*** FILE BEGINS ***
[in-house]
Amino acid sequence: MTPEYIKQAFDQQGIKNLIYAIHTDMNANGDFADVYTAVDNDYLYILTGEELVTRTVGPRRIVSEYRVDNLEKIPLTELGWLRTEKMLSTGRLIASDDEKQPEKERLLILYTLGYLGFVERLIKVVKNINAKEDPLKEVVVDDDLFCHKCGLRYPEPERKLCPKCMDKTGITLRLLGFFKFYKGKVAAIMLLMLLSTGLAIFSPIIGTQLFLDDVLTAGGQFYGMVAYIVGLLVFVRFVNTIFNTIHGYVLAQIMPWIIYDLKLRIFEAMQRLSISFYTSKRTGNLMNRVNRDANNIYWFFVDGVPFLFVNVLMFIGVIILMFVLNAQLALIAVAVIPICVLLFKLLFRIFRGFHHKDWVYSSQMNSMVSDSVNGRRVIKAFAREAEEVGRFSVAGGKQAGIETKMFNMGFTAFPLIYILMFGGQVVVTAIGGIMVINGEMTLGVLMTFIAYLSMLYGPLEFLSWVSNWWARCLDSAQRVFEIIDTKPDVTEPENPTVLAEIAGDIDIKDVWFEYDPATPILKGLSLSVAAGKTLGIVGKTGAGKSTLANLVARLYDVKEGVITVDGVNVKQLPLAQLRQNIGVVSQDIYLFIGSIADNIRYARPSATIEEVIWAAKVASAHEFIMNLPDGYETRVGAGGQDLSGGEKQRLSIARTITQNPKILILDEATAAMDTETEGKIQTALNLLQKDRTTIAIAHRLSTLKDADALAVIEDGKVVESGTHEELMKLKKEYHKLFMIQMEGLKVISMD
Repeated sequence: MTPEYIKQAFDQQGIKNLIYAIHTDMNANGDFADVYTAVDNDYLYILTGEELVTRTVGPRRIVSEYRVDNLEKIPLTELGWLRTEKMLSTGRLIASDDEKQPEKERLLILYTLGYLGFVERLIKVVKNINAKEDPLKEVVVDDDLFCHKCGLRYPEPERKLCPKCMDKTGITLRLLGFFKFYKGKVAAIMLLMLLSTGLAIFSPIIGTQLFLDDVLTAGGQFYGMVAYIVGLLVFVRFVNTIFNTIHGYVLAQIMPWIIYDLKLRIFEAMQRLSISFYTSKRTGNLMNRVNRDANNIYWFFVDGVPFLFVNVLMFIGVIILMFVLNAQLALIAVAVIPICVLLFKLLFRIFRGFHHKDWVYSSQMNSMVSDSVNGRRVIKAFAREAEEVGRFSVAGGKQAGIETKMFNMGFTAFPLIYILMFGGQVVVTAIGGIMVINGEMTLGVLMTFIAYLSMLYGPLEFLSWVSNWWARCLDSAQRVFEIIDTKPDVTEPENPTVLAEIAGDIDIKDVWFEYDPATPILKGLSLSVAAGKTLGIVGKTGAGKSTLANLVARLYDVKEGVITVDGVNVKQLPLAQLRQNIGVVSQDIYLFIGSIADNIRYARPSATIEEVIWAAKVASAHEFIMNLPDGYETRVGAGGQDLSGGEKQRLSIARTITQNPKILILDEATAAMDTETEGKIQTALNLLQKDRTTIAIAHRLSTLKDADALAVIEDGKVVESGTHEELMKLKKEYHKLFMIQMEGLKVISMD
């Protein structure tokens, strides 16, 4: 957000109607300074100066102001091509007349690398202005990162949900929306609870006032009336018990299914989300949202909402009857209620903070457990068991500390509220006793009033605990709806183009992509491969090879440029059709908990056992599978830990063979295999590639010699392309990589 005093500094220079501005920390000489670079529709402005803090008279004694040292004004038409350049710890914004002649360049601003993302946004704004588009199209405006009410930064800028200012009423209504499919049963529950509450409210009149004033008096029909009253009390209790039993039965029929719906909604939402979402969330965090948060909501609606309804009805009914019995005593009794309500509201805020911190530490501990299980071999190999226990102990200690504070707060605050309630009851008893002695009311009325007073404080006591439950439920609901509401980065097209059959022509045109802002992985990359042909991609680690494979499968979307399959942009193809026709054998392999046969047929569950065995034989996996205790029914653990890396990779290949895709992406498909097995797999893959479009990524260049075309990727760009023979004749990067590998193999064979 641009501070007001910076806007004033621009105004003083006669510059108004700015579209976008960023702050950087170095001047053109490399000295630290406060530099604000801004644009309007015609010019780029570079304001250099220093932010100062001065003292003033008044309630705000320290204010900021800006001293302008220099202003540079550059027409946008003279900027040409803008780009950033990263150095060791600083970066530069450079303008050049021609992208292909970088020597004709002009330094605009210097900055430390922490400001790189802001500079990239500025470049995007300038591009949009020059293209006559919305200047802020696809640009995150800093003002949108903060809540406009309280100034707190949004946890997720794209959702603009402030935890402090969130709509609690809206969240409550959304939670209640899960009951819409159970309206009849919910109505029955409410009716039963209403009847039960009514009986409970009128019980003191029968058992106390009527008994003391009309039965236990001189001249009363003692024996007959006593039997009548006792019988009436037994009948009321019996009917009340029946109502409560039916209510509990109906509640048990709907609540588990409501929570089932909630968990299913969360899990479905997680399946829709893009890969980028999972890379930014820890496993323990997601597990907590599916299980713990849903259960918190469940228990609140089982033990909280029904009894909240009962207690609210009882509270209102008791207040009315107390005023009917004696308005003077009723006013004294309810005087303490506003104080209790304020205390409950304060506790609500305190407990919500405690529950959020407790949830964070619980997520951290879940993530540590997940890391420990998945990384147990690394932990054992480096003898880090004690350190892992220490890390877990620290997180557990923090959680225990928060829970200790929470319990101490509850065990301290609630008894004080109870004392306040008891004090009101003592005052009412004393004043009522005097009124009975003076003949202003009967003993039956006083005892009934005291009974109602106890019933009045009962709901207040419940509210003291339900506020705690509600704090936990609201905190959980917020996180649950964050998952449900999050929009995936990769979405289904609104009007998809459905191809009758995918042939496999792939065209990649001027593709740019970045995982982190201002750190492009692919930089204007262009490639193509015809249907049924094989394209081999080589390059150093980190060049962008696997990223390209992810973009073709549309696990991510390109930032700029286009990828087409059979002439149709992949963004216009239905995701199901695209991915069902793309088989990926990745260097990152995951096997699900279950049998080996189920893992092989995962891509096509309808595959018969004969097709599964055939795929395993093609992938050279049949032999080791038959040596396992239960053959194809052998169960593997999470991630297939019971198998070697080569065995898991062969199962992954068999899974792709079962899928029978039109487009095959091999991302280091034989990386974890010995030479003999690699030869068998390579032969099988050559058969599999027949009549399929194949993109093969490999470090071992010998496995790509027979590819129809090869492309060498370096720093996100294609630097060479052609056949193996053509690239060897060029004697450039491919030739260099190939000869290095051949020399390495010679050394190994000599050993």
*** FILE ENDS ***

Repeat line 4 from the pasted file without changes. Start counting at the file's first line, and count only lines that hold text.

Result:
């Protein structure tokens, strides 16, 4: 957000109607300074100066102001091509007349690398202005990162949900929306609870006032009336018990299914989300949202909402009857209620903070457990068991500390509220006793009033605990709806183009992509491969090879440029059709908990056992599978830990063979295999590639010699392309990589 005093500094220079501005920390000489670079529709402005803090008279004694040292004004038409350049710890914004002649360049601003993302946004704004588009199209405006009410930064800028200012009423209504499919049963529950509450409210009149004033008096029909009253009390209790039993039965029929719906909604939402979402969330965090948060909501609606309804009805009914019995005593009794309500509201805020911190530490501990299980071999190999226990102990200690504070707060605050309630009851008893002695009311009325007073404080006591439950439920609901509401980065097209059959022509045109802002992985990359042909991609680690494979499968979307399959942009193809026709054998392999046969047929569950065995034989996996205790029914653990890396990779290949895709992406498909097995797999893959479009990524260049075309990727760009023979004749990067590998193999064979 641009501070007001910076806007004033621009105004003083006669510059108004700015579209976008960023702050950087170095001047053109490399000295630290406060530099604000801004644009309007015609010019780029570079304001250099220093932010100062001065003292003033008044309630705000320290204010900021800006001293302008220099202003540079550059027409946008003279900027040409803008780009950033990263150095060791600083970066530069450079303008050049021609992208292909970088020597004709002009330094605009210097900055430390922490400001790189802001500079990239500025470049995007300038591009949009020059293209006559919305200047802020696809640009995150800093003002949108903060809540406009309280100034707190949004946890997720794209959702603009402030935890402090969130709509609690809206969240409550959304939670209640899960009951819409159970309206009849919910109505029955409410009716039963209403009847039960009514009986409970009128019980003191029968058992106390009527008994003391009309039965236990001189001249009363003692024996007959006593039997009548006792019988009436037994009948009321019996009917009340029946109502409560039916209510509990109906509640048990709907609540588990409501929570089932909630968990299913969360899990479905997680399946829709893009890969980028999972890379930014820890496993323990997601597990907590599916299980713990849903259960918190469940228990609140089982033990909280029904009894909240009962207690609210009882509270209102008791207040009315107390005023009917004696308005003077009723006013004294309810005087303490506003104080209790304020205390409950304060506790609500305190407990919500405690529950959020407790949830964070619980997520951290879940993530540590997940890391420990998945990384147990690394932990054992480096003898880090004690350190892992220490890390877990620290997180557990923090959680225990928060829970200790929470319990101490509850065990301290609630008894004080109870004392306040008891004090009101003592005052009412004393004043009522005097009124009975003076003949202003009967003993039956006083005892009934005291009974109602106890019933009045009962709901207040419940509210003291339900506020705690509600704090936990609201905190959980917020996180649950964050998952449900999050929009995936990769979405289904609104009007998809459905191809009758995918042939496999792939065209990649001027593709740019970045995982982190201002750190492009692919930089204007262009490639193509015809249907049924094989394209081999080589390059150093980190060049962008696997990223390209992810973009073709549309696990991510390109930032700029286009990828087409059979002439149709992949963004216009239905995701199901695209991915069902793309088989990926990745260097990152995951096997699900279950049998080996189920893992092989995962891509096509309808595959018969004969097709599964055939795929395993093609992938050279049949032999080791038959040596396992239960053959194809052998169960593997999470991630297939019971198998070697080569065995898991062969199962992954068999899974792709079962899928029978039109487009095959091999991302280091034989990386974890010995030479003999690699030869068998390579032969099988050559058969599999027949009549399929194949993109093969490999470090071992010998496995790509027979590819129809090869492309060498370096720093996100294609630097060479052609056949193996053509690239060897060029004697450039491919030739260099190939000869290095051949020399390495010679050394190994000599050993």